Recommendation Prefer COPY over INSERT for bulk operations as COPY is done in parallel
Recommendation Prefer COPY from multiple files. Split large files into multiple small input files

Redshift Workload Management

You can use Redshift Workload Management to prioritize your query workloads.

Here are some of the important characteristics:

  • WLM can be configured to prioritize queues
  • Create multiple queues with different concurrency level for different purposes
  • One queue for long running queries with low concurrency
  • One queue for short running queries with high concurrency (upto 50 concurrent queries)

Redshift Security

Here are some of the important things you need to remember about Redshift Security:

  • Uses 4-tier, key-based architecture for encryption
    • master key (chosen from keys in KMS)
    • a cluster encryption key (CEK)
    • a database encryption key (DEK)
    • and data encryption keys
  • Manage keys using AWS KMS or AWS Cloud HSM
  • IAM to manage user permissions for cluster operations
    • Grant permissions on a per cluster basis instead of per table basis

Redshift Operations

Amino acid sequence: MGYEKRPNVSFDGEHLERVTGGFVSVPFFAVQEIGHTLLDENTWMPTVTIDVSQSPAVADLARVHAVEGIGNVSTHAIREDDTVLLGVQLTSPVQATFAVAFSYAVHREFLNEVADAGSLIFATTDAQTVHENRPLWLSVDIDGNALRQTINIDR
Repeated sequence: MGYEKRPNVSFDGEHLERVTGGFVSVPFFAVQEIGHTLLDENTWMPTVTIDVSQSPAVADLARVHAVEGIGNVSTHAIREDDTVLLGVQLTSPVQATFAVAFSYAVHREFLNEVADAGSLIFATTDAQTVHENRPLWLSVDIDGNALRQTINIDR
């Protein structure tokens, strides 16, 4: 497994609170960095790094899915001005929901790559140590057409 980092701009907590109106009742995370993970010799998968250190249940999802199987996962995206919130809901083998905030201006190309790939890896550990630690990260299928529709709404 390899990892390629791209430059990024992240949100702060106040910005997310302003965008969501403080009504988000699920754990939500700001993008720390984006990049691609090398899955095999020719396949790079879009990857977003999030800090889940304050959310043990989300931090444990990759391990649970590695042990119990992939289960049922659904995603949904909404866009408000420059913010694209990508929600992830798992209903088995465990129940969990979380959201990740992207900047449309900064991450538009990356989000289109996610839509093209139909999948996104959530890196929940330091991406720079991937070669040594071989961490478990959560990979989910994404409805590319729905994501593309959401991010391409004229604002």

Here are some of the important things you need to remember about Operations with Redshift:

  • Add new columns by using ALTER TABLE
    • Existing columns cannot be modified
  • SQL operations are logged
    • Use SQL queries to query against system tables or download to S3
  • Monitor performance & queries with Cloud Watch and Redshift web console
  • When deleting a Redshift cluster, take a final snapshot to Amazon S3


Certification - Recommended Reading

Elastic Load Balancer (ELB) vs Network Load Balancer (NLB) - A Difference

Elastic Beanstalk vs Cloudformation vs Opswork vs Codedeploy - A Difference

EBS HDD Storages - A Difference

AWS Shield vs AWS WAF vs AWS Macie - Protect Resources and Data Cheat Sheet

Managing Multiple AWS Accounts - Organizations, Trusted Advisor and more Cheat Sheet

Amazon CloudWatch - Logs, Events, Alarms and Dashboards Cheat Sheet

AWS CloudTrail vs Config vs CloudWatch Cheat Sheet

EBS SSD Storages - A Difference

NAT Gateway vs Instance - A Comparison

AWS Security Groups and Network Access Control List - A Comparison Cheat Sheet